Guides, How to Makeup

Makeup Basics: Bronzer and Contouring Products

Part nine of the Makeup Basics series.

Let’s start off by being clear about something – bronzing and contouring are two entirely separate things. I’m lumping them together into one post though since a lot of people use products interchangeably for both. So what’s the difference, exactly?

Bronzing – using a warm-toned, slightly-darker-than-skintone product to give yourself a sunkissed look. The product is usually placed on the high planes of your face where the sun would normally hit – forehead, cheeks, nose, chin.

Contouring – using a cooler-toned, slightly-darker-than-skintone product to make areas of your face appear to recede. The product is usually placed in areas where you want to mimic shadows cast by your bone structure – hollows of the cheeks, sides of the nose, temples, hairline.

So what products are you supposed to use, anyway?

Bronzer:

What is it?

A powder, cream or liquid that gives you a sun-tanned look.

Why might I want to use this stuff?

Bronzer is great to mimic an actual tan – especially if you’re wearing sunscreen every day like you should. It can also be used (very sparingly!) to warm up a foundation that’s a bit too light, which is useful if your best foundation color changes slightly during the spring or summer.

How do I choose the right one for me?

Formula

Bronzers come in powder, cream and liquid formula, though powders are the most common. Which type to choose comes down to your personal preference (what type you find easiest to apply) and what other products you’re using. Powder bronzers work well over most foundations, but cream and liquid formulas usually don’t work as well if you wear powder foundation.

Finish

Some bronzers are completely matte, and others have a bit of sheen or sparkle. The more luminous ones are fantastic if you want to give yourself a bit of glow; however, if you plan on using your bronzer for bronzing and contouring (see below), a matte product is usually a better choice.

Color

Bronzers usually are a little bit (or a lot) on the warm side. Getting a bronzer that’s too warm can make it appear a little bit orange, especially if your natural skin undertones are cool. It’s also important to get a product that’s not too dark for your skin tone.

My Favorites

I don’t always use bronzer for its intended purpose since I tan easily, but when I do, I use Too Faced Chocolate Soleil (the most interesting beauty blogger in the world!).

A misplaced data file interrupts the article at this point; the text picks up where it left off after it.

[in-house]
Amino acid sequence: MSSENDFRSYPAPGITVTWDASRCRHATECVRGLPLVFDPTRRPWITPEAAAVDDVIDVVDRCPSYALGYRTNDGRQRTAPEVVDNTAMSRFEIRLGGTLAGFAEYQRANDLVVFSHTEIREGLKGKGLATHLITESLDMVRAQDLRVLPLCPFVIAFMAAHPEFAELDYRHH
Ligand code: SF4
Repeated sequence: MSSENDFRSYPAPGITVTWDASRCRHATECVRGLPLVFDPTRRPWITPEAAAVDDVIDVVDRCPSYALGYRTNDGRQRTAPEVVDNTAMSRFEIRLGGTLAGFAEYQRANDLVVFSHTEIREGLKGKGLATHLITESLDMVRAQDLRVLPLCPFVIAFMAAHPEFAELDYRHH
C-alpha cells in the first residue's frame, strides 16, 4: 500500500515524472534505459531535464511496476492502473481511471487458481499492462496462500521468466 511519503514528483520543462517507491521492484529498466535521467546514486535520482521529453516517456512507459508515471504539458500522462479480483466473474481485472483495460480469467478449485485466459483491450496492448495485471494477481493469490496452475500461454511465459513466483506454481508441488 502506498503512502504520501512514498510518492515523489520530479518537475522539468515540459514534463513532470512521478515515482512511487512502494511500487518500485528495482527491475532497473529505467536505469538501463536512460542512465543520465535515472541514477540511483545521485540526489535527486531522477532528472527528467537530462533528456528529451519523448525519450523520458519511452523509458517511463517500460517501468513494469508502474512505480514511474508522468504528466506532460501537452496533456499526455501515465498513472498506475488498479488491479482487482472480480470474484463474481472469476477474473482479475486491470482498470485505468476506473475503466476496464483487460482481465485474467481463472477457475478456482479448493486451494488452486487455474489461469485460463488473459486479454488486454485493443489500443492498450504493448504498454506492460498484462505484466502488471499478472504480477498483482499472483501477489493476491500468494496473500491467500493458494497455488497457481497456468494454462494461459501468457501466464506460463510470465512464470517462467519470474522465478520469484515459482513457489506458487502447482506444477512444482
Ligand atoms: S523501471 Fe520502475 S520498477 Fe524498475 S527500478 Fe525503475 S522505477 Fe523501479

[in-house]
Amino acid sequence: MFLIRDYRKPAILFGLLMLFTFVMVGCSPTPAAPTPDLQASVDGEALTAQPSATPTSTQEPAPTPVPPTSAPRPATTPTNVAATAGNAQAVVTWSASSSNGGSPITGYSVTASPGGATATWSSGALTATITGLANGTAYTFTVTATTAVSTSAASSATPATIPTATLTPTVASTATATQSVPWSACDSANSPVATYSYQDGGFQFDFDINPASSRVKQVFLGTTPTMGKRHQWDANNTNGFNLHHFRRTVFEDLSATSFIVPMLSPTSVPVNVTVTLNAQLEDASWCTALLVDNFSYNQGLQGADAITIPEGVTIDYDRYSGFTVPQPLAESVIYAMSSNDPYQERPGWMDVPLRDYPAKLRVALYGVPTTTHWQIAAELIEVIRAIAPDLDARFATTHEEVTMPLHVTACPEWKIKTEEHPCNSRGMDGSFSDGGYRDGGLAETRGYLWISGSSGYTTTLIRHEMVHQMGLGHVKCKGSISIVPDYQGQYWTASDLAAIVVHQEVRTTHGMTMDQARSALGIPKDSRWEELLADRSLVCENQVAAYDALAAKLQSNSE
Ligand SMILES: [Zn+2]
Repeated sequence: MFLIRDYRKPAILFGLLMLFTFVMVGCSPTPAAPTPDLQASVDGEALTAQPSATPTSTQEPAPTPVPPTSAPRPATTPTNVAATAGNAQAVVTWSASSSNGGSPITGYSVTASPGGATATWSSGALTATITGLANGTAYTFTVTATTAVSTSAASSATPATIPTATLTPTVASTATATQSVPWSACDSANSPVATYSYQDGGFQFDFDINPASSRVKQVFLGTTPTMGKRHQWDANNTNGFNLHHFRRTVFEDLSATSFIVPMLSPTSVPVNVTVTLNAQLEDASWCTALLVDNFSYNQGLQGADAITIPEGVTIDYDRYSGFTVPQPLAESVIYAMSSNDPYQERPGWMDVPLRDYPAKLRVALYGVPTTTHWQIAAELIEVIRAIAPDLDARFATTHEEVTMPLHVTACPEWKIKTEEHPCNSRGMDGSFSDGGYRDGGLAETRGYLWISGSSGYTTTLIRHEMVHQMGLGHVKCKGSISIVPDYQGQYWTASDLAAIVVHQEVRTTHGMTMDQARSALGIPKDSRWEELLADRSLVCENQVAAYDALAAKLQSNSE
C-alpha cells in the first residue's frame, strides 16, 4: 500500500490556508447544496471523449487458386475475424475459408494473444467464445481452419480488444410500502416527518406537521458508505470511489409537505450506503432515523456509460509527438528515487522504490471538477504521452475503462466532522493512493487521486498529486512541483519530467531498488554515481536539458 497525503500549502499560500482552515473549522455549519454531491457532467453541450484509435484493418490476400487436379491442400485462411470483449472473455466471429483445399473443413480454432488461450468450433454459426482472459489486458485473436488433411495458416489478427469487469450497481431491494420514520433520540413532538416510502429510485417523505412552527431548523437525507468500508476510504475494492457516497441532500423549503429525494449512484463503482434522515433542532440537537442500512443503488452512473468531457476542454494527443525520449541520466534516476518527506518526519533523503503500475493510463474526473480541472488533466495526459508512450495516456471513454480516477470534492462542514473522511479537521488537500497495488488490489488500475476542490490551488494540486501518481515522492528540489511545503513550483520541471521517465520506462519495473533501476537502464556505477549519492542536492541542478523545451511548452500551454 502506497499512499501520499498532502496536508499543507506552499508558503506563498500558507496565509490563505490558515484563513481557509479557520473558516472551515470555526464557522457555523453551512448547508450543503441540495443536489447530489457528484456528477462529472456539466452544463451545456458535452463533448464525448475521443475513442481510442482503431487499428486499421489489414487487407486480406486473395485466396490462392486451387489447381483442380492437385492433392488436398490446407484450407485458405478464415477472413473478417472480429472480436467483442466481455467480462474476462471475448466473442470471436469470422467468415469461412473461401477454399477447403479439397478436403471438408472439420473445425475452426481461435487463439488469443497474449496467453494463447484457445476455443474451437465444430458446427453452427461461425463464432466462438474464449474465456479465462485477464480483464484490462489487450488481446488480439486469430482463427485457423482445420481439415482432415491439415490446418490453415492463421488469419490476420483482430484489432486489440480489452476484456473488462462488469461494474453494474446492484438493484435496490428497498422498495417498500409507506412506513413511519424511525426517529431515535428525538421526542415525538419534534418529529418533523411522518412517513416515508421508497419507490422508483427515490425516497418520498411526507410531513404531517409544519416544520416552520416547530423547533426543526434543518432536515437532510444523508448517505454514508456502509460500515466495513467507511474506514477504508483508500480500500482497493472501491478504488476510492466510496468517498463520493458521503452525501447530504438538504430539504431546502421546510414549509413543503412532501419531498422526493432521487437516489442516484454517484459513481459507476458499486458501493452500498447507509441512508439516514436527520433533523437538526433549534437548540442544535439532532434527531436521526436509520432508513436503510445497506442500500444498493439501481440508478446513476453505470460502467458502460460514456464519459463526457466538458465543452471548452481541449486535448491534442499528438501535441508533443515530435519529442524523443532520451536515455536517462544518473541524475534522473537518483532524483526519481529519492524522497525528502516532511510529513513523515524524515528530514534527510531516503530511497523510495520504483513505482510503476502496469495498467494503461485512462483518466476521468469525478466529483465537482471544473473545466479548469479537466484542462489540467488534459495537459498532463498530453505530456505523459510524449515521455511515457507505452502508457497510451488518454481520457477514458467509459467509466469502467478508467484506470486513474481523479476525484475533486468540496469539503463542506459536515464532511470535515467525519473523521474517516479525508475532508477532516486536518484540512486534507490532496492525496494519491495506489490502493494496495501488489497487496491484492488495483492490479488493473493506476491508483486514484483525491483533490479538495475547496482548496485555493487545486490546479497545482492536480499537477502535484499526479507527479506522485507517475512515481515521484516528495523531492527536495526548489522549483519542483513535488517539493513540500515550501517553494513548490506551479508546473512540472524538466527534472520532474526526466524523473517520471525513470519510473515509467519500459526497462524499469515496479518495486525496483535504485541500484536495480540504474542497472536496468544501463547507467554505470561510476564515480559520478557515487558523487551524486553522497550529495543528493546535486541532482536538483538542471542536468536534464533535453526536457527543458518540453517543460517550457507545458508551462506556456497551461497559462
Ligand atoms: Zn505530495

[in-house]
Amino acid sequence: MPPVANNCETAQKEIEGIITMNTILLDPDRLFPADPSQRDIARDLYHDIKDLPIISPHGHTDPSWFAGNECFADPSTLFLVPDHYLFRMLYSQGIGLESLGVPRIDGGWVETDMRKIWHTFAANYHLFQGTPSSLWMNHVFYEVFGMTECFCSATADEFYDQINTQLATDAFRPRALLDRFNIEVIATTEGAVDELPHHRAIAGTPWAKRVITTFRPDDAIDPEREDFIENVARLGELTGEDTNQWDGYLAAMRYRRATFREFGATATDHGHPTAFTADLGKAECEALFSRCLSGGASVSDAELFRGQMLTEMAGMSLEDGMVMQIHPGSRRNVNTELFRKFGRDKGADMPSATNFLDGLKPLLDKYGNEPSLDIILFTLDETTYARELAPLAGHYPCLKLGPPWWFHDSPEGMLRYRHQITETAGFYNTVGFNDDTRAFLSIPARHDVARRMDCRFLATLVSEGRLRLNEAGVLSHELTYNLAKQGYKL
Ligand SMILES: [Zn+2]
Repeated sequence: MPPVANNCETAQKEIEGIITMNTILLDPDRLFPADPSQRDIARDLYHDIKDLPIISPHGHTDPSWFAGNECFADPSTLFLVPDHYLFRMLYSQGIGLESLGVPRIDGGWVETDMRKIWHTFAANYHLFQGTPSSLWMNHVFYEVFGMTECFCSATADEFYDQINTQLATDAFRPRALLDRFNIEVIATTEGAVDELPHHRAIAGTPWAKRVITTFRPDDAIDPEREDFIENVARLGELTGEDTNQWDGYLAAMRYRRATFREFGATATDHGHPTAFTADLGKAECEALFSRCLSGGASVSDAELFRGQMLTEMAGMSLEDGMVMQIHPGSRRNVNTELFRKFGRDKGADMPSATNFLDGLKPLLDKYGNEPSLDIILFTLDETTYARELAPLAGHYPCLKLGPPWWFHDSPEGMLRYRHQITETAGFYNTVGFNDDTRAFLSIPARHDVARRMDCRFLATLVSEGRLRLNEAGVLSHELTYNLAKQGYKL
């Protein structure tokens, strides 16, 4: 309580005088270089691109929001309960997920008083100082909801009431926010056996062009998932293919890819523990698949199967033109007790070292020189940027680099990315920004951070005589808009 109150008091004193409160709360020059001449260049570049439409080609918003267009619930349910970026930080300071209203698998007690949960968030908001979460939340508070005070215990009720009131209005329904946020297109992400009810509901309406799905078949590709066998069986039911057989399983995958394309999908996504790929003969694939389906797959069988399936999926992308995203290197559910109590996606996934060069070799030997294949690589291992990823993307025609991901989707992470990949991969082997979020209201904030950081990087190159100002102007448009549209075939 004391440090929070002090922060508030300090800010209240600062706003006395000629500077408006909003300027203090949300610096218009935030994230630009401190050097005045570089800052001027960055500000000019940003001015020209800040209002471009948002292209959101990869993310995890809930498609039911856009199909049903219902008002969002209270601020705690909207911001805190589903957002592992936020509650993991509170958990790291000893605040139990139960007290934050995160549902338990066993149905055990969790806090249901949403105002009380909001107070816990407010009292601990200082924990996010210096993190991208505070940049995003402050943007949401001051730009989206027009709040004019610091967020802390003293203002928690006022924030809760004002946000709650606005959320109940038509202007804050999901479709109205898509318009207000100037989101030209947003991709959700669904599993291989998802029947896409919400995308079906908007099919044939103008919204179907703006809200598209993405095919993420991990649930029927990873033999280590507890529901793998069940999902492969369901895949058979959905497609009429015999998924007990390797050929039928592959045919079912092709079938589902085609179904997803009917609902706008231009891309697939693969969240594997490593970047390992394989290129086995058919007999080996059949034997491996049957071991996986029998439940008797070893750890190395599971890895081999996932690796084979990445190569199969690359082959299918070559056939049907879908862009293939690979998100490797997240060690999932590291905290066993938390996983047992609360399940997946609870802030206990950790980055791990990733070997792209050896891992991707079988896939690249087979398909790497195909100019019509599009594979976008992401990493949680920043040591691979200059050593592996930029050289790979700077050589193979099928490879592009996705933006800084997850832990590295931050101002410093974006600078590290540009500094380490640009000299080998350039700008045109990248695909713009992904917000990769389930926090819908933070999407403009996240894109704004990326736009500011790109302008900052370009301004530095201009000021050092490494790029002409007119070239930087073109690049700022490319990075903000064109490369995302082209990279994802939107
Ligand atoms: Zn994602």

Contouring Color:

What is it?

Again, a powder, cream or liquid, but this time, you’ll be using it to make it look like different parts of your face recede.

Why might I want to use this stuff?

If you’ve taken any art classes, you’re probably already aware that dark areas appear further away (recede) and light areas appear closer (project).  Makeup is really just painting on a 3D canvas, so you can harness that optical illusion to subtly change the shape of your face. Putting a darker shade under your cheekbones can make them appear sharper, using it along your hairline can help hide a high forehead, etc. This is more of an intermediate-to-advanced technique, so don’t feel like you have to do it all the time. I plan to make some tutorials in the future, but until then, you can find great ones on youtube by Lisa Eldridge, Wayne Goss and pixiwoo.

How do I choose the right one for me?

Finding a great contour color can be complicated, mostly because not many products are specifically labelled as contouring products. You can find good colors for contouring across a huge range of categories: liquid or powder foundation, blush, bronzer, dedicated contour/sculpting powder, even eyeshadow. There are a few main things to look for though.

Color

Probably the number one most important thing, at least in my opinion. A good contour color will be a couple shades darker than your skin, and be cool-toned or grey-toned – after all, that’s the color that shadows are, right?

Finish

Matte is the way to go for contouring. Anything reflective or shimmery will make the area seem to project, which sort of negates the purpose. Besides, shadows don’t sparkle.

Formula

Just like with bronzers above, the formula you choose depends on your preference, what foundation you’re using it with, and what’s available in a color that works for you.

My Favorites

My hands-down favorite contour color is Kevyn Aucoin Sculpting Powder, which I reviewed here. I’ve also used Too Faced Chocolate Soleil, and it doesn’t look too orange on me.

I generally don’t make recommendations for things I don’t use/haven’t tried, but since this is a tricky product, here are some other suggestions I’ve seen around the web-

Light skin tones – NYC Sunny bronzer, Too Faced Milk Chocolate Soleil bronzer

Universal – NYX Taupe blush, Chanel Joues Contraste in Notorious (discontinued), Burberry blush in Earthy, Dolce & Gabbana blush in Tan, and Illamasqua Cream Pigment in Hollow

Fin.

You made it to the end! Feel free to comment below if you still have any unanswered questions.

Leave a Reply

This site uses Akismet to reduce spam. Learn how your comment data is processed.